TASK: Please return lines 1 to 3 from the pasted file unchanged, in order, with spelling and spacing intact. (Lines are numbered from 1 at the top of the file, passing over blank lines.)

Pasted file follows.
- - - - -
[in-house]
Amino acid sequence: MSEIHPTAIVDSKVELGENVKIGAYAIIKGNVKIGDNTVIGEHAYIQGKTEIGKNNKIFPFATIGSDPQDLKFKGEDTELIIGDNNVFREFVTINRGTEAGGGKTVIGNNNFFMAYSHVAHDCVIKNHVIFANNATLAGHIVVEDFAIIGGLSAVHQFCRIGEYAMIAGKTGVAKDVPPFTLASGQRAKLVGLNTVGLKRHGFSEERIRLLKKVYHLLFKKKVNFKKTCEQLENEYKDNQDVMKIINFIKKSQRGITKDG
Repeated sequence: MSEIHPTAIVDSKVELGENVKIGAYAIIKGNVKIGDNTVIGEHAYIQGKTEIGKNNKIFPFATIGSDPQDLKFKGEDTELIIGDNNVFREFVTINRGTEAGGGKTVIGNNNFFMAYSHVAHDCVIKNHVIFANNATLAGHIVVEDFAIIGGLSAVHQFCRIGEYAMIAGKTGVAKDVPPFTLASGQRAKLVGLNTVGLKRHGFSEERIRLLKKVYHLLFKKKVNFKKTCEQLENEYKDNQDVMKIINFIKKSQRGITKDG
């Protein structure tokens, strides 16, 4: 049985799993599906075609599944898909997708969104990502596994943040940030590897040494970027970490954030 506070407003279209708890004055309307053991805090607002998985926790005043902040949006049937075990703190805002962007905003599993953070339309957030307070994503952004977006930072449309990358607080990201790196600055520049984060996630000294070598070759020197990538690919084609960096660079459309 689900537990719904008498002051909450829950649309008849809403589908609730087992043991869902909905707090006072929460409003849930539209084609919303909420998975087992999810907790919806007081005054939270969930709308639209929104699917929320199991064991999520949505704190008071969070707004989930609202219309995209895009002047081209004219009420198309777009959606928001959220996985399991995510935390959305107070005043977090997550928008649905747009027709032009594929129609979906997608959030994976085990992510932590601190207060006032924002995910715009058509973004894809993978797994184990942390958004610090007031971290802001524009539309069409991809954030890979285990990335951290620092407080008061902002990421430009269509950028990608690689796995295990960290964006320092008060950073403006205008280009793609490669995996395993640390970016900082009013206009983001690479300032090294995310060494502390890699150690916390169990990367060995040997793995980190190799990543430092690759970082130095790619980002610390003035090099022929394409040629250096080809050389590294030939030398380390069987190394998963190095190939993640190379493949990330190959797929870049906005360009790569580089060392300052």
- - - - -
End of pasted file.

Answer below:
[in-house]
Amino acid sequence: MSEIHPTAIVDSKVELGENVKIGAYAIIKGNVKIGDNTVIGEHAYIQGKTEIGKNNKIFPFATIGSDPQDLKFKGEDTELIIGDNNVFREFVTINRGTEAGGGKTVIGNNNFFMAYSHVAHDCVIKNHVIFANNATLAGHIVVEDFAIIGGLSAVHQFCRIGEYAMIAGKTGVAKDVPPFTLASGQRAKLVGLNTVGLKRHGFSEERIRLLKKVYHLLFKKKVNFKKTCEQLENEYKDNQDVMKIINFIKKSQRGITKDG
Repeated sequence: MSEIHPTAIVDSKVELGENVKIGAYAIIKGNVKIGDNTVIGEHAYIQGKTEIGKNNKIFPFATIGSDPQDLKFKGEDTELIIGDNNVFREFVTINRGTEAGGGKTVIGNNNFFMAYSHVAHDCVIKNHVIFANNATLAGHIVVEDFAIIGGLSAVHQFCRIGEYAMIAGKTGVAKDVPPFTLASGQRAKLVGLNTVGLKRHGFSEERIRLLKKVYHLLFKKKVNFKKTCEQLENEYKDNQDVMKIINFIKKSQRGITKDG